Before I get too deeply into this, I want to say two things. One, I have never wanted a 4.5 star rating on Goodreads as much as I want one for this book. I mean, Jeff Bezos was able to launch himself into freaking SPACE but half-star reviews are just too complicated to program? Ludicrous, except that no one at Amazon cares about Goodreads.
Two, I love Graham Moore. He is the author that I am most excited about probably since my fifteen-year-old self was excited about John Irving. And for those of you who didn’t know me then…wow, was I excited about John Irving.
I’ve read all three of his books and they are each sublime. They are tightly, and intricately plotted. His prose flows effortlessly. His characters jump off the page, as the complete and fully-realized humans they really are. There isn’t a false note anywhere. Graham Moore can write, y’all.
But the really impressive thing is that the three books are so…different. Not different in the sense that Piranesi was “different” (read: edgy…eccentric…weird)…but different from each other. The Sherlockian is a charming murder mystery, set against the backdrop of The Baker Street Irregulars, the world’s largest group Holmes afficianados. The Last Days of Night is the fictionalized true story of the 1888 clash between Edison and Westinghouse, who were battling to control the spread of electricity across the country. And The Holdout is a true thriller about a woman who is the lone non-guilty vote on a jury, her battle to change the minds of the other 11, and the far-reaching consequences of having done so.
Going back to my man John Irving, who, while unquestionably brilliant, still kinda wrote the same book a bunch of times, this range in a new author is breathtaking. I am so excited for the next Moore book…and the next one…and the next one.
At this point, I should really talk a bit about this book, though. I mean, I am supposed to be reviewing it.
NEW YORK TIMES BESTSELLER • One juror changed the verdict. What if she was wrong? From the Academy Award–winning screenwriter of The Imitation Game and bestselling author of The Last Days of Night. . . .
An ID Book Club Selection • “Exhilarating . . . a fiendishly slippery game of cat-and-mouse suspense and a provocative, urgent inquiry into American justice (and injustice) in the twenty-first century.”—A. J. Finn, #1 New York Times bestselling author of The Woman in the Window
It’s the most sensational case of the decade. Fifteen-year-old Jessica Silver, heiress to a billion-dollar real estate fortune, vanishes on her way home from school, and her teacher, Bobby Nock, a twenty-five-year-old African American man, is the prime suspect. The subsequent trial taps straight into America’s most pressing preoccupations: race, class, sex, law enforcement, and the lurid sins of the rich and famous. It’s an open-and-shut case for the prosecution, and a quick conviction seems all but guaranteed—until Maya Seale, a young woman on the jury, convinced of Nock’s innocence, persuades the rest of the jurors to return the verdict of not guilty, a controversial decision that will change all their lives forever.
Flash forward ten years. A true-crime docuseries reassembles the jury, with particular focus on Maya, now a defense attorney herself. When one of the jurors is found dead in Maya’s hotel room, all evidence points to her as the killer. Now, she must prove her own innocence—by getting to the bottom of a case that is far from closed.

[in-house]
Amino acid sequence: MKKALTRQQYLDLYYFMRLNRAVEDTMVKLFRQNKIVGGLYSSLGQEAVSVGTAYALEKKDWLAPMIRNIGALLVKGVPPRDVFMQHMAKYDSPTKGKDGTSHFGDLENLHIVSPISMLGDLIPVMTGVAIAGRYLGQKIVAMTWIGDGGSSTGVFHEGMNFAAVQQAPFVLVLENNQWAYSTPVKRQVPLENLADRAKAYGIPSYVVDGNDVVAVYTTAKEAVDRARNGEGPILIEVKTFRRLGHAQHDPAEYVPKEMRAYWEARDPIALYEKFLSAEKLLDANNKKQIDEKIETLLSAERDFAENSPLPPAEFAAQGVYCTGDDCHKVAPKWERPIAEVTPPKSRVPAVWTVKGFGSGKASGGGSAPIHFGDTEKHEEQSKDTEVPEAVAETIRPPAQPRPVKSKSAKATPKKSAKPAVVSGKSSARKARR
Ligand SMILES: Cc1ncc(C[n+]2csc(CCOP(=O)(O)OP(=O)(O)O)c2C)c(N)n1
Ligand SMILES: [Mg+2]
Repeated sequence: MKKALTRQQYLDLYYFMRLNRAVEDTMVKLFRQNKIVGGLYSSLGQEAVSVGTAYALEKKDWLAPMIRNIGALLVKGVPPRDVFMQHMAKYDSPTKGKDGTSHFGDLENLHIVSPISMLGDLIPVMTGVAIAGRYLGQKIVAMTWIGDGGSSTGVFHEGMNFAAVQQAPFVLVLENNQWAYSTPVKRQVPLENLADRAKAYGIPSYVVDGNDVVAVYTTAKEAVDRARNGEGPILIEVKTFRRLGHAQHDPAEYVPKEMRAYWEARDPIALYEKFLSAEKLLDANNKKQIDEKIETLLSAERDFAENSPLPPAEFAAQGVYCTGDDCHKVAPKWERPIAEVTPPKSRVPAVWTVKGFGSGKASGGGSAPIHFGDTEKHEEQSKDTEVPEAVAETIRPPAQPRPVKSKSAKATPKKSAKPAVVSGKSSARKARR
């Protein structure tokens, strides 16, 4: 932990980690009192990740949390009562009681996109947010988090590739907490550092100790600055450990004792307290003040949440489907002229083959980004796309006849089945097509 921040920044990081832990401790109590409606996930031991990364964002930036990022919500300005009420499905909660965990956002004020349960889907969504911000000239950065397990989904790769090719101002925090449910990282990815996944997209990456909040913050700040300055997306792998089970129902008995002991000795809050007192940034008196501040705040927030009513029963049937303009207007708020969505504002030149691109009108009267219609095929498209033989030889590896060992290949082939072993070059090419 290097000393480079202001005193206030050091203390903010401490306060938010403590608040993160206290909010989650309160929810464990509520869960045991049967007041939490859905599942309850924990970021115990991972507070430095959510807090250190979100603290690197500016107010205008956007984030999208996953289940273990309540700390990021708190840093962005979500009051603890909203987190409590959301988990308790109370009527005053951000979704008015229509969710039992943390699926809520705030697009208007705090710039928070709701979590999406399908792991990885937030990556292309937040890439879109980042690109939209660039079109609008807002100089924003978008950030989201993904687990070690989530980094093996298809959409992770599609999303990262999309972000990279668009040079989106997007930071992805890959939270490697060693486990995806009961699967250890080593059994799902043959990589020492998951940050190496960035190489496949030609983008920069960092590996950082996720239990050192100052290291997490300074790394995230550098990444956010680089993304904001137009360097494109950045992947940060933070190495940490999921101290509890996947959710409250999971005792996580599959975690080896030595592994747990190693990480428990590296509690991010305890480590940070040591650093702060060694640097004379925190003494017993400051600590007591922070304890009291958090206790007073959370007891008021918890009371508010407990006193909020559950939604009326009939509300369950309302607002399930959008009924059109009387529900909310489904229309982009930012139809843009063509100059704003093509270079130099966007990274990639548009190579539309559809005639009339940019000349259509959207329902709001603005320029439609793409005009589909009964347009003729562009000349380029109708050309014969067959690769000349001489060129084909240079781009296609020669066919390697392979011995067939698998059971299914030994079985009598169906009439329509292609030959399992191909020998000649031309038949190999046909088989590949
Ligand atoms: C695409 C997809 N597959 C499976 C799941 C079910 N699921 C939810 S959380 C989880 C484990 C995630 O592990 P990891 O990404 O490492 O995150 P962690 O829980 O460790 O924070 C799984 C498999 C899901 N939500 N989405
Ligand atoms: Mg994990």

As the present-day murder investigation weaves together with the story of what really happened during their deliberation, told by each of the jurors in turn, the secrets they have all been keeping threaten to come out—with drastic consequences for all involved.
We spend a lot of time with Maya as she works to convince the other jurors in the jury room of ten years ago, and also with her in the present-day as she investigates all of the jurors in an attempt to clear her own name. But the book isn’t Maya’s book alone. Every single juror gets their own chapter, as we see what their frame of mind was during the trial. We get to see the process that each of them went through to arrive at the eventually acquittal of Bobby Nock, and how so little of their journeys had much to do at all with the evidence.
It’s interesting that Graham Moore served on a jury for a murder trial while he was writing The Sherlockian. He has said that this book is not about THAT trial, but that his experience sitting on a two-week jury informed this book in ways that are, frankly, a little unsettling. How many people have been convicted or acquitted because of jury exhaustion? I can’t imagine what being sequestered for months would do to a person, how suggestible it might make one…and how badly the desire to see your family again might make just going along with the majority a very enticing proposition.
I also want to point out that Moore gives a lot of the credit for the success of this book to his late editor, Susan Kamil, who died just a few weeks after she finished editing the book. She was, apparently, brutal with Moore, sending him draft after draft with things like “BORING!” scrawled in the margins. I am a huge believer that editors are the unsung heroes of almost all good books (and that the lack of same leads us to bloated, thousand-page messes. Are you listening to me, Stephen King? Cause 11/22/1963 needed about three hundred fewer pages…)
So, having her contribution acknowledged so directly made my little kitten heart happy.
What else? The mystery is well-constructed, and the race to find out who actually killed Rick is well-paced, and full of red herrings. We don’t really know who did it until we do, and even then, there’s one more surprise in store. I’m pretty sure that I sat here with my mouth gaping open on that reveal.
So. Really, really good. Really good.